Sri Lanka President Mahinda Rajapaksa has asked the Supreme Court to determine if there is any constitutional obstacle to his becoming president for a third term, something the top lawyers’ association says he can not do.
Rajapaksa and his family have a tight grip on Sri Lanka’s economy and on politics which critics characterise as an unusually personalized system of government. He has also been criticised over human rights standards.
The government has said it will hold an early election amid some indications its popularity is fading but to secure another term as president Rajapaksa must ensure the constitutional path is clear.
Rajapaksa abolished a two-term presidential limit in 2010 but the Bar Association says the limit still applies to him as the amendment was brought in during his second term, after he won under the provisions of the earlier constitution.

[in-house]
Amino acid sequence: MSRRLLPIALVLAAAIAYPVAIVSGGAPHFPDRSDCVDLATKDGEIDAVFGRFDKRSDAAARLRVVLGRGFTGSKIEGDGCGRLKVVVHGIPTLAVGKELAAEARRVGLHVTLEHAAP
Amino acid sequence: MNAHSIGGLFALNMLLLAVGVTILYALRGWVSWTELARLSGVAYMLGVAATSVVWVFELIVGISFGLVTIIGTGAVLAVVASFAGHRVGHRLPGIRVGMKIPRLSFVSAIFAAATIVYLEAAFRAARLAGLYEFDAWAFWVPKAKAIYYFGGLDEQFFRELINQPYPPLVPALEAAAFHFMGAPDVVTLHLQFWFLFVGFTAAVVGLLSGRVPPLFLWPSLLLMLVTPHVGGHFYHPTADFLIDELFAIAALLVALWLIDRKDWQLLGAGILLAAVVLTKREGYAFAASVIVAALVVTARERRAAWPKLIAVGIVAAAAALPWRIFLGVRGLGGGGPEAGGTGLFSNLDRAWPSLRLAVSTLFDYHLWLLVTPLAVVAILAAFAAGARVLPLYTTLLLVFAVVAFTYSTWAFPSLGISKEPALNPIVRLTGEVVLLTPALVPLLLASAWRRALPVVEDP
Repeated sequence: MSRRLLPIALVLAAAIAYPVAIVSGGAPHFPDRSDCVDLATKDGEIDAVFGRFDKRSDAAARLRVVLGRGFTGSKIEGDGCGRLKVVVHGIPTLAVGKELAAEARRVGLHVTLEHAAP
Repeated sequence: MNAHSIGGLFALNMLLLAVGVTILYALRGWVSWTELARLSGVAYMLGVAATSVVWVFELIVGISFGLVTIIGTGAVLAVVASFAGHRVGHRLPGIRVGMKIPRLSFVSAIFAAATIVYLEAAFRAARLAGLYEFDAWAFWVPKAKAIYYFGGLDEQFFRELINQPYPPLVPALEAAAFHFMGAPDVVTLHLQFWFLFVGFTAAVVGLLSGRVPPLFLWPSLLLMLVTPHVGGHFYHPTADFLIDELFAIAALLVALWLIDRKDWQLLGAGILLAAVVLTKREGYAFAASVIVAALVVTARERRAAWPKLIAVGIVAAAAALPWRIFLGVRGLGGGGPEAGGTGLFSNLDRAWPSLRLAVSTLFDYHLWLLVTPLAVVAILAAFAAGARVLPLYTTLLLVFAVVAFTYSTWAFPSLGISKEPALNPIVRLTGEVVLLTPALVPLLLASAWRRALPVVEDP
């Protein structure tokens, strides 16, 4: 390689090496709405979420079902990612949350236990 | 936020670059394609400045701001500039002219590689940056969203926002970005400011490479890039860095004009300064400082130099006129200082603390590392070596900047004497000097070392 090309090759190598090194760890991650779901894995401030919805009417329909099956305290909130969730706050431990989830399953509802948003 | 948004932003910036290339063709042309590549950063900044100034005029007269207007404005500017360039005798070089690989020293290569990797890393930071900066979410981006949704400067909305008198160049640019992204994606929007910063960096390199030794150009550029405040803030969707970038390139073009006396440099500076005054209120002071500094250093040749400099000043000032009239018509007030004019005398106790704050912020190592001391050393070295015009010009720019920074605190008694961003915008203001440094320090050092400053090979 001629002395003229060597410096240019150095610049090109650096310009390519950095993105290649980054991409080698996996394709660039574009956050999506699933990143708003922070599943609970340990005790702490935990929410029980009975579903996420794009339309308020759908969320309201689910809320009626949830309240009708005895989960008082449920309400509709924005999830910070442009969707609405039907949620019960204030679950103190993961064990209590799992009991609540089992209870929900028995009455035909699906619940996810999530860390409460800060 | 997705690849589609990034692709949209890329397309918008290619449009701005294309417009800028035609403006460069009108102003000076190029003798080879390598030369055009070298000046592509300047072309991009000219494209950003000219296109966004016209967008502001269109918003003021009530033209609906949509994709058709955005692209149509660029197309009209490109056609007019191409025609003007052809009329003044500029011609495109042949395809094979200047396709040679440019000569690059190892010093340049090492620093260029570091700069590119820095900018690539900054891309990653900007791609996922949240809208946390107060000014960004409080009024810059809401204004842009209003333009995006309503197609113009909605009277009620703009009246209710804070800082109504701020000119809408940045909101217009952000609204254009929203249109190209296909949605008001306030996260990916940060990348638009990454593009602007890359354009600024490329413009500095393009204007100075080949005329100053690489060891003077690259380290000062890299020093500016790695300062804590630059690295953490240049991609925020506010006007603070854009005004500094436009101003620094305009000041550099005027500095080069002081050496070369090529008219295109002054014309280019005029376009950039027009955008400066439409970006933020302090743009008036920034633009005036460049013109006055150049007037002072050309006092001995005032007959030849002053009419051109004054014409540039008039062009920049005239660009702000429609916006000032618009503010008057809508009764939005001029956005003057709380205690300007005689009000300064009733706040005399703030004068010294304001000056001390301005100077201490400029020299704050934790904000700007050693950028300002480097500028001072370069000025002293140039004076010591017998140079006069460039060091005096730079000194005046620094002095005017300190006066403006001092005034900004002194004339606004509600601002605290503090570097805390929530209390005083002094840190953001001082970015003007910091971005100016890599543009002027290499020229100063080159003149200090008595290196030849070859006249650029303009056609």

The Supreme Court said on Wednesday Rajapaksa had asked if he could proclaim his intention to seek another term when he completes the fourth year of his second six-year term on Nov. 19, the court’s registrar said in a letter to the Bar Association.
He has also asked the Supreme Court to determine if there was any impediment to him being elected for another term, the registrar said in the letter, a copy of which was seen by Reuters.
The registrar, M.M. Jayasekera, told the Bar Association to inform its member of the president’s request, and if they had any points to make, they should submit them in writing.